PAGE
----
Truth shorn of goodness...cannot be true. - Tom of Disputations

Licit punishment always proceeds from charity, and never uses a person (not even a guilty person) as nothing but a means to some (however laudible) end. So when we ask a question like "should John Kerry be denied Communion?" the proper formulation of the question is "would it be objectively good for John Kerry himself if he were denied Communion?" - Zippy Catholic

The coming-out story is a quintessentially American story. It is self-discovery in opposition to societal regulation. It is personal liberation-as American as “lighting out for the territory.” There are ways to tell the Christian story so that it corresponds very well to this story of self-discovery and liberation: through Christ we are freed from sin and come to know ourselves; in Nietzsche’s phrase, we “become what we are.” But there are other ways of talking about Christian life-ways that focus on sacrifice, martyrdom, dying in Christ to live with him-which are perhaps less quintessentially American, and for that reason all the more necessary for us. There’s a reason all Catholic churches have a crucifix, an image of the tortured God. - Eve Tushnet

I never blamed Bill Buckner for the passed ball-more I blamed Bill Stanley for the wild pitch that let it get that far. - Jim Curley on the famous '86 World Series

Several thousand people report to these buildings every day and spend a good portion of their energies and waking hours here, but no physical product ever leaves this building. All the manufacturing is done elsewhere. And although there are definitely things we accomplish in our groups, they're often rather abstract...Because there are so many layers of specialization, the connection between the work that you do and the production of some specific thing that people need or want (and which provides clear value to the work) is often unclear. As a result, we often perceive the work we do in a rule/contract sense rather than in terms of production. Even for people direction involved in manufacturing, since modern manufacturing is very far from a craftsman model, the experience is of: "I show up and do this set of actions repeatedly, and try to make sure that I do them to these specifications so that I'm not disciplined -- in return for which I'm paid X amount per hour" rather than "I built ten lawnmowers, each of which can be sold for $250." This seems unfortunate, though I know of no particular escape other than, "look for a job where the distance between you and what you produce is as short as possible". When it's not clear to us what we're producing, work too often becomes a matter of, "I show up and follow the rules as much as I have to in order to avoid trouble and in return they pay me X"... - Darwin Catholic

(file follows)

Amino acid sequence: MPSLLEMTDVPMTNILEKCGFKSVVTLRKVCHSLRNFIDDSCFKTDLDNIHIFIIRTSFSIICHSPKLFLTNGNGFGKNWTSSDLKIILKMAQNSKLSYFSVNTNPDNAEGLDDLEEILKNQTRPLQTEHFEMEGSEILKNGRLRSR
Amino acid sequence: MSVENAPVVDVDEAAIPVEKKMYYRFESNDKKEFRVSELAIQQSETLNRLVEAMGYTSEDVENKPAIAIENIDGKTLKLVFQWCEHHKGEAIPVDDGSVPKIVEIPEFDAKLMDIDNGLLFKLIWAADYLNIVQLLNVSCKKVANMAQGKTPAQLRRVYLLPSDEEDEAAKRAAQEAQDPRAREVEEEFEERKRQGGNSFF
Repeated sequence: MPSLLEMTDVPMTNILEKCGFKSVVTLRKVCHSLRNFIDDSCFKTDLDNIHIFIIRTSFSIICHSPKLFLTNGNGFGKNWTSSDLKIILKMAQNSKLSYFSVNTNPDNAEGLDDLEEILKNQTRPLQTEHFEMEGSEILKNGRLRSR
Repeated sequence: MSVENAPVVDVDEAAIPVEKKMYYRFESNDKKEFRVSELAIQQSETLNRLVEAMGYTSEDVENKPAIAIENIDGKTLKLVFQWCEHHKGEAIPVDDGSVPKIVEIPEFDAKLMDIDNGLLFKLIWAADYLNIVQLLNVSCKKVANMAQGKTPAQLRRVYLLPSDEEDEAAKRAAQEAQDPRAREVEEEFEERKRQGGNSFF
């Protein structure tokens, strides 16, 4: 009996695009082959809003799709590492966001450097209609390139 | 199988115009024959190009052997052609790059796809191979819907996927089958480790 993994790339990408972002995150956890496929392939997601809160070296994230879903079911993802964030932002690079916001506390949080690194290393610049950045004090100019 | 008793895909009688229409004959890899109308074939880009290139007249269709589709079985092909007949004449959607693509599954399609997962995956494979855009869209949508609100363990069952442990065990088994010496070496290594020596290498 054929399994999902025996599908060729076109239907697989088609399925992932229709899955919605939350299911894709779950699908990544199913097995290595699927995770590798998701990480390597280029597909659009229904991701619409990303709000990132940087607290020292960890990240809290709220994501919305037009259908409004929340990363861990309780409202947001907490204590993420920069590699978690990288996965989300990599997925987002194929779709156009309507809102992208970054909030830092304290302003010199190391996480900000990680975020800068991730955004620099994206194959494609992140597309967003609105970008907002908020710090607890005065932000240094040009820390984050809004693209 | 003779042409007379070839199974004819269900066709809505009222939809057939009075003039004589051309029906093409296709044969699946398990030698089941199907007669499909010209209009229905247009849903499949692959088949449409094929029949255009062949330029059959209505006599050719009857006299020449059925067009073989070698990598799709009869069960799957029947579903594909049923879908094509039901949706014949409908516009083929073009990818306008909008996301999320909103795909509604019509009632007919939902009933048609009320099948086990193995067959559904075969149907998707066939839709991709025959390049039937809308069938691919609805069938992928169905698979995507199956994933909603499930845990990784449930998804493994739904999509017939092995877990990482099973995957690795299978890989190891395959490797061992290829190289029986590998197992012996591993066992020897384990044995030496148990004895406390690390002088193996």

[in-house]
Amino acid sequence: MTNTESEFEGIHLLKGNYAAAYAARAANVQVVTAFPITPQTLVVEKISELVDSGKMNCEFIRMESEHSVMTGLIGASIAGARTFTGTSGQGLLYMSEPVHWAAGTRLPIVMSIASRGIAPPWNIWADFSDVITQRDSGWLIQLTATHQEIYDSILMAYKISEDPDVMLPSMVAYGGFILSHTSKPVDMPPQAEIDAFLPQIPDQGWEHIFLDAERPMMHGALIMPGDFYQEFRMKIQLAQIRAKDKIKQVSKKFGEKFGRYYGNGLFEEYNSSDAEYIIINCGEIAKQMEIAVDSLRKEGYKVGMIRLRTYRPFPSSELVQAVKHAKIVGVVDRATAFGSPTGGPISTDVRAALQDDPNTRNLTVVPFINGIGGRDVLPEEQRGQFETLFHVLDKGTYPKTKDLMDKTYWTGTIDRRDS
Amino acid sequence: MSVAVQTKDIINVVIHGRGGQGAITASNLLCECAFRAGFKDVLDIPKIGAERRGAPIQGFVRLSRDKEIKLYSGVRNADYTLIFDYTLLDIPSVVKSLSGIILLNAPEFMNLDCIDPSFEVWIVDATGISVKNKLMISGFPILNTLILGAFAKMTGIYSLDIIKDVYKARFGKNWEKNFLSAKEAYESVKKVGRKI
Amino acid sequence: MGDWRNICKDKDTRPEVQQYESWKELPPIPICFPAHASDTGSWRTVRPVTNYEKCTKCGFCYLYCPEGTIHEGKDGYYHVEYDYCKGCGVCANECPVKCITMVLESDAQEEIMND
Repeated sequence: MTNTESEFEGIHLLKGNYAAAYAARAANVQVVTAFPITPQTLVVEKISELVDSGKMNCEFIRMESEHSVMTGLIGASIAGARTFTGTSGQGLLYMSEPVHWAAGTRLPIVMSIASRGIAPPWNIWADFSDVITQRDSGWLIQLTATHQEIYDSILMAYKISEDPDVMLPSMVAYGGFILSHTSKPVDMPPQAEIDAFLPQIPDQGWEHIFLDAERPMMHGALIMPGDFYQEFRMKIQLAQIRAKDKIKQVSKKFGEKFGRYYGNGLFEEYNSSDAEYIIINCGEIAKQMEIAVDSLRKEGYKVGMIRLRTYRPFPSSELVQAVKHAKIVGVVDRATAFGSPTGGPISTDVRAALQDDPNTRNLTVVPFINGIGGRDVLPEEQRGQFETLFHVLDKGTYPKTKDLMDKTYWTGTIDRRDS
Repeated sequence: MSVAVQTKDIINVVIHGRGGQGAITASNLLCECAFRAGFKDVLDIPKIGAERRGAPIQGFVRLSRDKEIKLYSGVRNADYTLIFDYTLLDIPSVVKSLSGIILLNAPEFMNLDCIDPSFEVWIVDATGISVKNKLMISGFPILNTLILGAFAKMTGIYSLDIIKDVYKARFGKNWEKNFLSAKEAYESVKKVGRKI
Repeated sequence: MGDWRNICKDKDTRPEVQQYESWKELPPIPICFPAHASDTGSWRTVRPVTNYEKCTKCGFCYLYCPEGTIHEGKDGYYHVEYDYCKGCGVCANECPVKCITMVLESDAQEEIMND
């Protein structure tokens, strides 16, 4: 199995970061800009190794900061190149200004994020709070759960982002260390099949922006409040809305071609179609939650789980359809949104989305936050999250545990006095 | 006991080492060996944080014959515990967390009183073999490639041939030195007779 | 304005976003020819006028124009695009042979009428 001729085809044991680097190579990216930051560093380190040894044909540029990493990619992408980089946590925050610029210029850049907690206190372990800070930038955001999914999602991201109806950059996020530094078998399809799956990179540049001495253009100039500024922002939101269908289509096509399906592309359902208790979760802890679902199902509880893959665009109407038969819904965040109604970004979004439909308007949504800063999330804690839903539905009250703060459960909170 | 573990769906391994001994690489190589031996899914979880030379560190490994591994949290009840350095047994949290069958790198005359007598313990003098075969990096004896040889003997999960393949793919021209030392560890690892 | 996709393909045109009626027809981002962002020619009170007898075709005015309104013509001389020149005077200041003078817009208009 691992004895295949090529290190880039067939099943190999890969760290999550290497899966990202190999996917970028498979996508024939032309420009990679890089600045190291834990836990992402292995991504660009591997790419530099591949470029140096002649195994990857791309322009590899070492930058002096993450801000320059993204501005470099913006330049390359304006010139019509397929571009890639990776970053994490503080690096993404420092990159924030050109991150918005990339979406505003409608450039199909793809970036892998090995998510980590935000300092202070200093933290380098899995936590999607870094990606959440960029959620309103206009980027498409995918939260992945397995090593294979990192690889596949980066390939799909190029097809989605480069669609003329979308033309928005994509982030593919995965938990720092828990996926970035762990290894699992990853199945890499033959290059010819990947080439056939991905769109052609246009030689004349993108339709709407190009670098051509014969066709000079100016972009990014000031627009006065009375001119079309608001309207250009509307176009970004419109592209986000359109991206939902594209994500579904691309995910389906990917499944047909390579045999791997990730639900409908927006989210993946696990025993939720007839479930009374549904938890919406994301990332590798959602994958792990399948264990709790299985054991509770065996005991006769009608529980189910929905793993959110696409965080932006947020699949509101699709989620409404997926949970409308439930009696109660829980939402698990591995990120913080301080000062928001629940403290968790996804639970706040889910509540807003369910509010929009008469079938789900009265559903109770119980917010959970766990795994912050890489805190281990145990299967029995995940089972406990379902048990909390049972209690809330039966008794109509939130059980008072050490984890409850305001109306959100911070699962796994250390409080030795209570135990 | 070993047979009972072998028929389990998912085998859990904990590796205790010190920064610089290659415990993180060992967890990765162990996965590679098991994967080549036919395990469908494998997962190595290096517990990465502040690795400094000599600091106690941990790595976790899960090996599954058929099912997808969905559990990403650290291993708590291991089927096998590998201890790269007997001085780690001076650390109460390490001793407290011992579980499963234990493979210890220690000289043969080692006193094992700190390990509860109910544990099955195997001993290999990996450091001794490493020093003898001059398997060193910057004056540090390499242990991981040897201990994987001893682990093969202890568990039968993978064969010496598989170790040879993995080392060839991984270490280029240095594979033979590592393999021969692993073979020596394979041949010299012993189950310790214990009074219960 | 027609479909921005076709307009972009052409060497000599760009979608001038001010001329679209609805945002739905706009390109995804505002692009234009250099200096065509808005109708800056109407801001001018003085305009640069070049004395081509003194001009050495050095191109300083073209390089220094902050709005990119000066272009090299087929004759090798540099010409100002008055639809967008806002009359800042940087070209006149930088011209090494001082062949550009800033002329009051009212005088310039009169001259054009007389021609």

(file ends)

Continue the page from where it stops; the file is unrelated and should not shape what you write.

he runs as one who wants to stand in place - Dylan of "More Last than Star"